City Council gets advice on labor negotiations

Richmond City Council received clarification and advice from Ivan Schraeder, labor relations attorney and expert in collective bargaining, about the Richmond Fire Department’s union at Tuesday’s meeting. The firefighters voted to join Blue Springs Local 3133 in May.
Schraeder said he told the former council in March not to fight the bargaining process. That meeting was held in closed session.
“At that time, I told them it’s better spending money on the contract, on the people and treasury – not the organizational outcome,” he said. “Firefighters are a different breed of people. When the firefighter suggests bargaining, don’t spend a lot of money fighting it. He would be the one benefiting.”
Schraeder estimated the legal cost of $4,000 to $5,000 to attempt to block firefighters from joining a union and most times, those attempts would be unsuccessful.
Instead, Schraeder told the council to focus on the collective bargaining process.
“Collective bargaining is a significant challenge,” he said. “They think they’re always getting a raise every year. The bottom line – net sum gain of $40,000 – is where do you want to spend your money. Your sales tax is your general revenue. If it’s not flat, it’s declining. In negotiations, people expect to get more. With the economy, it’s not going to happen. Your two major categories are payroll and insurance, and the next category is off the scale. You have to drive [the point] what you have available to spend – or not. ”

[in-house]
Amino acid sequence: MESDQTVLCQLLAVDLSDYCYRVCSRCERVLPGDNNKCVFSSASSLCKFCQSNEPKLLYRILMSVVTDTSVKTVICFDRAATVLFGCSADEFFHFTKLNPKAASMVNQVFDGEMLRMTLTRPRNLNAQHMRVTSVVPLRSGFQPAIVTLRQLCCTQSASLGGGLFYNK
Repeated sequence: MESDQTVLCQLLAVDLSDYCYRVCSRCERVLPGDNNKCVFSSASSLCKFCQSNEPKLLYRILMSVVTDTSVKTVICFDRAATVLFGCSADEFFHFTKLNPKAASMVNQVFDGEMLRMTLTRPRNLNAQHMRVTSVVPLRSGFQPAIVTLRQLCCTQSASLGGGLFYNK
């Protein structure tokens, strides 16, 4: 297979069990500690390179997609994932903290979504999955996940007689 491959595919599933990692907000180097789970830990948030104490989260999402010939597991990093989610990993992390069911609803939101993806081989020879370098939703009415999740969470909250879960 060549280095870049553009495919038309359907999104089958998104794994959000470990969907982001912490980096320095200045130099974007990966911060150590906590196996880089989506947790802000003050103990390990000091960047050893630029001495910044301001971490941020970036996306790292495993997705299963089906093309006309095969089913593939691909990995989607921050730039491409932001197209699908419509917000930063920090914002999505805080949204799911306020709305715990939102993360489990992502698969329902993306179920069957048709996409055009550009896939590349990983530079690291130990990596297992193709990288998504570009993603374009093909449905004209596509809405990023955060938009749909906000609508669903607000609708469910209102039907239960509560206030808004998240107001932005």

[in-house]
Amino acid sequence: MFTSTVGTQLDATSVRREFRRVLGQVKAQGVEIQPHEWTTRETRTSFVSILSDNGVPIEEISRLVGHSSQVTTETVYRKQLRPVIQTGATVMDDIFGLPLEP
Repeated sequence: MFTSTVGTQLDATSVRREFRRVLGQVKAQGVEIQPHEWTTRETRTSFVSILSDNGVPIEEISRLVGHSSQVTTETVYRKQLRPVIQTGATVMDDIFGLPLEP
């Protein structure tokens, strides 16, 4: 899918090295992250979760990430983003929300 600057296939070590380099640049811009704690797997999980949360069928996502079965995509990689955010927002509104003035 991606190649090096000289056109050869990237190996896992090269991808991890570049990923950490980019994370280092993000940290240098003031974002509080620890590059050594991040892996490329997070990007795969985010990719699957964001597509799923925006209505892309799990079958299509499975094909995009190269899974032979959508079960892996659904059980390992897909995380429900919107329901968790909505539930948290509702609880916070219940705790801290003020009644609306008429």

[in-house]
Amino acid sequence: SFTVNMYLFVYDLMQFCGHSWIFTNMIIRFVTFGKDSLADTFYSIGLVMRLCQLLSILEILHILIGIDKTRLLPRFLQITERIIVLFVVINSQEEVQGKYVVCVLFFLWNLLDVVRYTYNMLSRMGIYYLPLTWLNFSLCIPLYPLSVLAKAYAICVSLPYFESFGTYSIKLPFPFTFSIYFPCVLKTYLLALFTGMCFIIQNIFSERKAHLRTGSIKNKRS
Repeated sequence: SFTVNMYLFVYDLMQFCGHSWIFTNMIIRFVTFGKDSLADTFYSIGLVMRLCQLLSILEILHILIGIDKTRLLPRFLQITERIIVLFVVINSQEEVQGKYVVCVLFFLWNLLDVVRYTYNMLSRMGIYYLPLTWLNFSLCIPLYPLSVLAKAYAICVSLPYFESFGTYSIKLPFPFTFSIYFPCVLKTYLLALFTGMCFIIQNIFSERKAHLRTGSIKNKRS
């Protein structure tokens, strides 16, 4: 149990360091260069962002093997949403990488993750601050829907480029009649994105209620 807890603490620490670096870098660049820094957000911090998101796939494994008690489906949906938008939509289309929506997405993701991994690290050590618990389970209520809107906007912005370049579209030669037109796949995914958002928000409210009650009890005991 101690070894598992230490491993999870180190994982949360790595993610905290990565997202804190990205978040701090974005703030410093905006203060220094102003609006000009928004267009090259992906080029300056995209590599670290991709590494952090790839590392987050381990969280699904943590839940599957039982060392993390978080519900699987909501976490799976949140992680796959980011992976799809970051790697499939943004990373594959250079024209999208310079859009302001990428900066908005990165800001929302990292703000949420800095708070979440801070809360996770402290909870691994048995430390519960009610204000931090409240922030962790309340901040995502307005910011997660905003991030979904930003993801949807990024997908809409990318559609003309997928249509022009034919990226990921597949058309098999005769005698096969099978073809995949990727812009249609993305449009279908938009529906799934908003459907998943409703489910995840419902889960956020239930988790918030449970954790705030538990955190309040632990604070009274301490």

Schraeder who has written a manual on collective bargaining for the Missouri Municipal League, advised the council to watch for unseen costs, such as equipment, quality of vehicles and staffing on shifts in negotiations. Schraeder warned that the city administrator and fire chief not give away their ability to manage the department.
He also told council to become well versed in labor negotiations and seek legal help, if needed.
“What’s good for the firefighter in Kansas City and St. Joe is good here. There’s little deviation from the party line. They’ll be getting outside help, talented help,” Schraeder said.
In other business:
• City Attorney Brian Hall attended Tuesday’s council meeting to clarify the use of the half-cent transportation sales tax. The ballot measure, which passed in 2001 and 2006, asked Richmond voters for a sales tax “for transportation purposes.” At issue is one-third of the tax is used for stormwater projects. City Councilwoman Terrie Stanley asked if this was appropriate since stormwater usage was not indicated on the ballot.
Hall said the ordinance covers the breakdown of the tax usage and felt it was proper. Hall said that stormwater is a major part of street work.
• The council voted 8-0 to approve a waiver on the fireworks ordinance for the Richmond Chamber and Ray County Fair Board’s “American Celebration” fireworks show on July 10. The ordinance normally limits fireworks displays from July 3 to 5.
• The council voted 8-0 to allow Ray County Historical Society to place a marker at W. Main and College – the former site of a hotel where Alexander Doniphan lived and died. Jim Carter of the museum said the marker and its upkeep would be no cost to the city.

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